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Archive for the ‘Drug crimes’ Category

Recent Criminal Defense Cases in Pittsburgh: Drug Crimes, Sex Crimes and Federal Court- Part One

Monday, November 1st, 2010

I’ve been involved in a few recent criminal defense cases here in the Pittsburgh area that focused on interesting angles of our criminal justice system. I’d like to share them with you today.

Pittsburgh Traffic Citation Turns Into Drug Bust and Constitutional Rights Violation

It happens all too often; an individual is pulled over for a traffic infraction, which leads to additional charges. In the case of a recent client, the charges became driving under the influence and possession of drugs.

First, the police officer issued a citation for the traffic offense. And you may be familiar with this kind of situation…

You get pulled over, the police officer speaks with you, and then you sit in the car and wait, while the officer returns to his vehicle to write up the citation. He brings it back to you, and explains your next steps.

All of that happened in this case. Once the citation was issued to my client, the encounter appeared to be over, and the police officer turned and started to walk back to his car. But instead of leaving, the police officer returned and said to my client, “Would you mind stepping out of the car and having a discussion with me?”

Now, when talking to a police officer, most people don’t interpret the “would you mind?” as an option. They interpret it as, “Get out of the car and come back and speak with me.”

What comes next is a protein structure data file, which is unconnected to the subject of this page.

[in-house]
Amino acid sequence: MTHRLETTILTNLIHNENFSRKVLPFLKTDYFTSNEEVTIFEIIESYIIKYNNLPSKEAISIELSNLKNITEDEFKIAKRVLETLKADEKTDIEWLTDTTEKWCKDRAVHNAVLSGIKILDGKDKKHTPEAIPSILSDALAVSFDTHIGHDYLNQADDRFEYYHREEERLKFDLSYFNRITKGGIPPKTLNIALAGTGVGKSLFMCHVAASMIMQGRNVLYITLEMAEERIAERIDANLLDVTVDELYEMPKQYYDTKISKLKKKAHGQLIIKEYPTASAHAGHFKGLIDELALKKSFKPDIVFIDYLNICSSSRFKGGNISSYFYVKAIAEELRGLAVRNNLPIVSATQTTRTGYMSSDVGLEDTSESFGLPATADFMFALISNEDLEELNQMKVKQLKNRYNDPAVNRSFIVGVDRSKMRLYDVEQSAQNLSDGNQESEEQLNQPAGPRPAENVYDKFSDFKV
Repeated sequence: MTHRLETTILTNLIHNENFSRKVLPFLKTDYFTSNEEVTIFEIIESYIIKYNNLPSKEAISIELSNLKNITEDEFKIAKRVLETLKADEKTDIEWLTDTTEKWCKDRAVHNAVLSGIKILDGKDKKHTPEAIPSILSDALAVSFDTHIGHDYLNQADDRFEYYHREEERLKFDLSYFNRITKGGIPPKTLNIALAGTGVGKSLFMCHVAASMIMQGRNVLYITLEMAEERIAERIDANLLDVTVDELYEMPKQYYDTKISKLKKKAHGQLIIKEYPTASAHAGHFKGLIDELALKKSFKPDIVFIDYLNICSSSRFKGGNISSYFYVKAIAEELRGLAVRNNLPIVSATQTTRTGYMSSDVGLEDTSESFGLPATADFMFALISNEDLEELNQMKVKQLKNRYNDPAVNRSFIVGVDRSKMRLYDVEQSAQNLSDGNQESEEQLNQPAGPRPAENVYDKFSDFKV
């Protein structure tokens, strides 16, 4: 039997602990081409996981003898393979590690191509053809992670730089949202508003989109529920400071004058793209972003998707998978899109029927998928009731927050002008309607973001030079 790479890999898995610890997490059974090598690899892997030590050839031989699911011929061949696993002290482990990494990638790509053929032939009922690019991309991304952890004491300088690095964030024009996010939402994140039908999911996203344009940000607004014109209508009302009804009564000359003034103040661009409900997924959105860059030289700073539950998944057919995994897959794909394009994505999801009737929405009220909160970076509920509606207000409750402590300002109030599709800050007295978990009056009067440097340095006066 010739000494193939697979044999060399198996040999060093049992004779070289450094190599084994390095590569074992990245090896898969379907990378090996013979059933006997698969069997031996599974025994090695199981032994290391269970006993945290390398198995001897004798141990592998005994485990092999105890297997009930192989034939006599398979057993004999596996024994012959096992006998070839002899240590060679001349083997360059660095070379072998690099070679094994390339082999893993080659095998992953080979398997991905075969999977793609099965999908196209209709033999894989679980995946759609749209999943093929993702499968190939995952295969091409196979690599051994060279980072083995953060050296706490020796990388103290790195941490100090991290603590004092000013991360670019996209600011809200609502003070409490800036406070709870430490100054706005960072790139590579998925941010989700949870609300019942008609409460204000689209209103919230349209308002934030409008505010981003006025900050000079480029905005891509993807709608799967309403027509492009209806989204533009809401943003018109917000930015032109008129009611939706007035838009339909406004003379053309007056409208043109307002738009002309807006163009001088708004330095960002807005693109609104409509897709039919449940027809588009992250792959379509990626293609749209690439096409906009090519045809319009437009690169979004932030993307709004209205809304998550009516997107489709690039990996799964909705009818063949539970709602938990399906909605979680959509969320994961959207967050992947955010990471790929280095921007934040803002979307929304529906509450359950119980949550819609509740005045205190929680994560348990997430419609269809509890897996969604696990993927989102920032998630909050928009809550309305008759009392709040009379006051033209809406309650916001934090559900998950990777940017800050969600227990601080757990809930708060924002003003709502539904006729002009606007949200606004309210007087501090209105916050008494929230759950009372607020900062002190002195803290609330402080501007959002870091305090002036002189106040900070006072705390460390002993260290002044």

So, the client stepped from the vehicle and at that point, the officer made DUI-consistent observations. Based on that, he then asked the client, “If I call for a drug sniffing dog will we find drugs in your car?” At which point my client said, “Yes, I’ve got marijuana in the car.”

Now, I felt the traffic stop itself was appropriate. The client was speeding, and the police officer had a properly calibrated radar gun.

But I challenged what happened afterward. By asking the client to leave his car, knowing most people don’t realize they have a right to refuse the request, the state trooper violated the defendant’s constitutional rights.

The judge ruled that, indeed, it was unconstitutional, because the client didn’t believe that he was free to terminate the encounter and leave the scene. The judge suppressed all of the observations consistent with driving under the influence, as well as the drugs found in the car.

The district attorney’s office dismissed the case.

This sort of traffic encounter happens all too often. It’s a perfect example of why it’s so important that individuals know their rights– or make sure to select an attorney who does.

—Stanton D. Levenson

The Pittsburgh Cocaine Seven: Pittsburgh Pirates, Pleas and Punishment

Wednesday, September 8th, 2010